Would you ‘Adam and Eve’ it?

Would you 'Adam and Eve' it
A new global code of conduct is being introduced in the foreign exchange market by the world’s major central banks. This is designed to stop traders and dealers sharing information and is part of efforts to head off abuses after two years of scandal over currency manipulation. It is estimated that banks globally, have been fined a staggering £200bn over the last six years for various misdemeanours.

The City of London is a leading player in global markets and a very important source of revenue to the UK so changes to operating procedures can be significant. The code of conduct also introduces a ban on cockney based rhyming slang used by some London traders in the currency market. In future, instead of saying ‘The Old Lady just bought half a yard of cable and there are plenty of bids for Bill and Ben’ dealers will be required to say ‘The Bank of England just bought half a billion British pounds against the US dollar and there’s interest to buy the Japanese Yen’.

Which got us thinking. Would you Adam and Eve it?

What have we been watching?

It looks as if 2015 is shaping up to be a record year for takeovers and is telling us something. Despite all the global geo-political uncertainties, Company management teams are in expansion mode, taking advantage of low finance costs and equity valuations must still be relatively attractive. The last week or so has seen Federal Express bid £3.2bn for TNT and the £47bn recommended offer for BG from Royal Dutch Shell which is one of the ten largest M&A deals globally.

By comparison, in the global bond market, QE continues to distort returns. Both Spain and Portugal’s two year bond yields both turned negative! Switzerland also became the first government in history to sell benchmark 10 year debt at a negative interest rate. While last week’s US jobs data may have deferred the prospect of the first interest rate hike, negative European bond yields are leading some income investors to buy US Treasury bonds. Despite signs that the US interest rate cycle may be turning, the 10 year US Treasury yield dropped to just over 1.9%.

Despite the help from lower oil prices, the IMF said that the world’s major economies should prepare for a prolonged period of significantly lower growth rates which will make it harder for governments to bring down debt levels. The Brookings-Financial Times tracking index also suggested that the global economy is mired in a ‘stop and go’ recovery ‘at risk of stalling again’. Despite this gloomy outlook, companies are in fine health particularly in the USA where shareholders in the biggest companies stand to receive a record $1trillion in cash from dividends and buy-backs this year.

In Europe, a senior Greek official said that a €420m Treasury bill payment due on April 14th should be paid but added that ‘next month is a different matter. We are going to run out of money unless reforms are legislated to make some bail-out funds available’. In the meantime, the Greek banking system is continuing to see cash flow out, with the deposit base estimated to have shrunk by €24bn or, almost by 15% since November. The clock continues to tick down to a possible ‘Grexit’ with Eurozone deputy finance ministers wanting an agreement on revised reforms, and a €7.2bn loan in time for a Euro group meeting on 24th April.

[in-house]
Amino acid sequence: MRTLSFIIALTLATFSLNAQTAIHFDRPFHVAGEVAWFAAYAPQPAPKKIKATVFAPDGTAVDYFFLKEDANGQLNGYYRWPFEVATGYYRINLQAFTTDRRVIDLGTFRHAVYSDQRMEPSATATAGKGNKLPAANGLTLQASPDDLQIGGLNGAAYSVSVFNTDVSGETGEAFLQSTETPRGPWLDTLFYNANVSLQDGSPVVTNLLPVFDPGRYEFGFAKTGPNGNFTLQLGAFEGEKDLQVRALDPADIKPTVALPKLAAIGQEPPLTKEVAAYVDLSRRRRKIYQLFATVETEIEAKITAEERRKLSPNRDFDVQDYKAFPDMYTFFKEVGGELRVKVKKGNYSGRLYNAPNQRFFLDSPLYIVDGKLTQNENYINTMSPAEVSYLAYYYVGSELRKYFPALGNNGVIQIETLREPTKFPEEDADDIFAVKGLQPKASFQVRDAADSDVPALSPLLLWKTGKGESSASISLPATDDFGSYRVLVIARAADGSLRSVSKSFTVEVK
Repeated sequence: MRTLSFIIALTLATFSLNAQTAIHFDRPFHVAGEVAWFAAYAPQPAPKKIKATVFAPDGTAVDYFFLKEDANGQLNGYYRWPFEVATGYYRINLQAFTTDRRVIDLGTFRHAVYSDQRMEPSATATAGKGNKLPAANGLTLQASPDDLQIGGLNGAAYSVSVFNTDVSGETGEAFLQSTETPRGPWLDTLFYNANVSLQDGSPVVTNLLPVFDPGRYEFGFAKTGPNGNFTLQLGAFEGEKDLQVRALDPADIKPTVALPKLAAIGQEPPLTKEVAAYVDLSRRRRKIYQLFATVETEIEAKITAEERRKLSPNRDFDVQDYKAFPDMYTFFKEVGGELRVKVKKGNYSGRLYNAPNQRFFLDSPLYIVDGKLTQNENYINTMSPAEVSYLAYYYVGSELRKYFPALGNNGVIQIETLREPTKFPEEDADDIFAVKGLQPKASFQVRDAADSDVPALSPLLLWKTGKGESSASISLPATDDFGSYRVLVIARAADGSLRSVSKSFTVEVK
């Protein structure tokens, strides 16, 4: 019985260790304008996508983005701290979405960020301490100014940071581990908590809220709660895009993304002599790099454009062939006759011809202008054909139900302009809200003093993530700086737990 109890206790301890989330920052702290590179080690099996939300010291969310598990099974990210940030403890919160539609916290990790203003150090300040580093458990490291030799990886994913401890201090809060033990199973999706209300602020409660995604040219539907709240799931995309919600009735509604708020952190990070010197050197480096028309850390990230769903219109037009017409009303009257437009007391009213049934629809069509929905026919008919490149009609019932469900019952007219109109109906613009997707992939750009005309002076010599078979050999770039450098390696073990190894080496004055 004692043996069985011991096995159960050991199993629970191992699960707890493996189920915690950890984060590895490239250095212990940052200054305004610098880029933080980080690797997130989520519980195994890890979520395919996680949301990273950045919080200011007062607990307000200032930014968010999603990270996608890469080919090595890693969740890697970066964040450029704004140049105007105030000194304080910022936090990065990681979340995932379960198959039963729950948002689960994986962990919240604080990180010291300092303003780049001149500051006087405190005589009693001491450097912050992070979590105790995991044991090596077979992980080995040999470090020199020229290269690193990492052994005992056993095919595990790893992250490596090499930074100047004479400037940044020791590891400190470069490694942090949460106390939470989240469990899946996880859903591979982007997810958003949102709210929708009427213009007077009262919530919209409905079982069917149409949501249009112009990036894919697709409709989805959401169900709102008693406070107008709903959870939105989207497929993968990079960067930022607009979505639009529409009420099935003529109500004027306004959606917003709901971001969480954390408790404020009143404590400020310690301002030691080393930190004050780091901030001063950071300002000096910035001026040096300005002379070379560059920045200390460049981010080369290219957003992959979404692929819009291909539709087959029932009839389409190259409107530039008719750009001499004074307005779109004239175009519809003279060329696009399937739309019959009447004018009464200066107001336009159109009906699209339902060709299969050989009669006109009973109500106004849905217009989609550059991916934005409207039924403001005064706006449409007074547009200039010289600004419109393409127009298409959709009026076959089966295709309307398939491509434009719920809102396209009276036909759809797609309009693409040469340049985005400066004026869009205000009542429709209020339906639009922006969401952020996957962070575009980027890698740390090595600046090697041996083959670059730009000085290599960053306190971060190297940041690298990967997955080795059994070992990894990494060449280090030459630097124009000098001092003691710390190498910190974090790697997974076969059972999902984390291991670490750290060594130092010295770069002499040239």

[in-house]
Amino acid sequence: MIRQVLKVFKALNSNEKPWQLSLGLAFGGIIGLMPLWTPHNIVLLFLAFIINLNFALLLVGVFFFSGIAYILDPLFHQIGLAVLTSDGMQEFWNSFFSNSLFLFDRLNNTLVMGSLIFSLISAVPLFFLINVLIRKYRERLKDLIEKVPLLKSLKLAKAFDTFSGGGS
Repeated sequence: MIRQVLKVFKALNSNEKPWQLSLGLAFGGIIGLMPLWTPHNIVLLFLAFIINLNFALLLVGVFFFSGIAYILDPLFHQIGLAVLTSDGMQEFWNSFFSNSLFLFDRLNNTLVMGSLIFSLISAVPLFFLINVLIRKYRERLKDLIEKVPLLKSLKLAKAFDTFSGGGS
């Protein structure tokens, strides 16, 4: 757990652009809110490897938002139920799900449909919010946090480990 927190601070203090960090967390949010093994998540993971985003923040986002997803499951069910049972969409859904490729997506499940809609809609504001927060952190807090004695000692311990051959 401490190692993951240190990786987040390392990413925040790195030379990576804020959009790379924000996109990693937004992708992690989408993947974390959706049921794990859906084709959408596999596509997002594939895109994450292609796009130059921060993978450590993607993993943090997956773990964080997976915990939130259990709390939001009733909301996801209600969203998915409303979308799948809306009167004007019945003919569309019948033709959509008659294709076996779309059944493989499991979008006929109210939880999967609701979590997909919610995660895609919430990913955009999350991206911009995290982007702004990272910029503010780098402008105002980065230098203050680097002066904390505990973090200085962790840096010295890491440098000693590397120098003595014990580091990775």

In the UK, the increasing prosperity of British consumers and historic low interest rates was reflected in the highest level of new car sales since 1998. Shoppers however, still appear to like a bargain and market share data showed Aldi overtake Waitrose to become the UK’s sixth largest supermarket chain.

In the USA, the FOMC minutes presented a wide range of views with some pointing to a June rate rise, some later in 2015 and some even talking of no rate rise until 2016.
While consumer spending has been affected by severe weather in Q1, a pick up is expected in coming months while inflation remains low due to the fall in gasoline prices.
Given the meeting minutes were produced before the release of the latest set of disappointing US jobs data, this has some led investors to expect the timing of the first interest rate hike to drift out.

Oil Drum
Oil slipped after Saudi Arabia confirmed that it had raised its crude output to a record high in March at 10.3million barrels a day. The country’s oil minister said that production would continue around this level. ‘Saudi Arabia is willing to participate in restoring market stability and steering prices back up, but it can only do so with participation from major oil producing countries inside and outside OPEC’. In addition, the US weekly inventories data contradicted the view that the rate of storage increase is slowing.

The UK equity market has remained resilient in the face of Greece and the approaching UK general election. UK political uncertainty has been reflected in continued Sterling weakness against the US Dollar although this has helped propel the FTSE 100 to new highs as it comprises a significant amount of exporters and $ earners. We remain surprised how relaxed the market seems to be about a possible ‘Grexit’. The fact that some southern Eurozone countries have seen their bond yields turn negative is also surprising but this shows just how much ECB QE is distorting the market.

Finally, as we approach the UK general election did you know that David Cameron is the first Prime Minister since 1950 to enjoy a whole term with no interest rate rise? As Michel Caine would say, ‘Not a lot of people know that’. However, we have learned that he didn’t ever say this and that in fact it was the late Peter Sellers who did, when he impersonated Michael Caine on his telephone answering machine. Now, not a lot of people know that!

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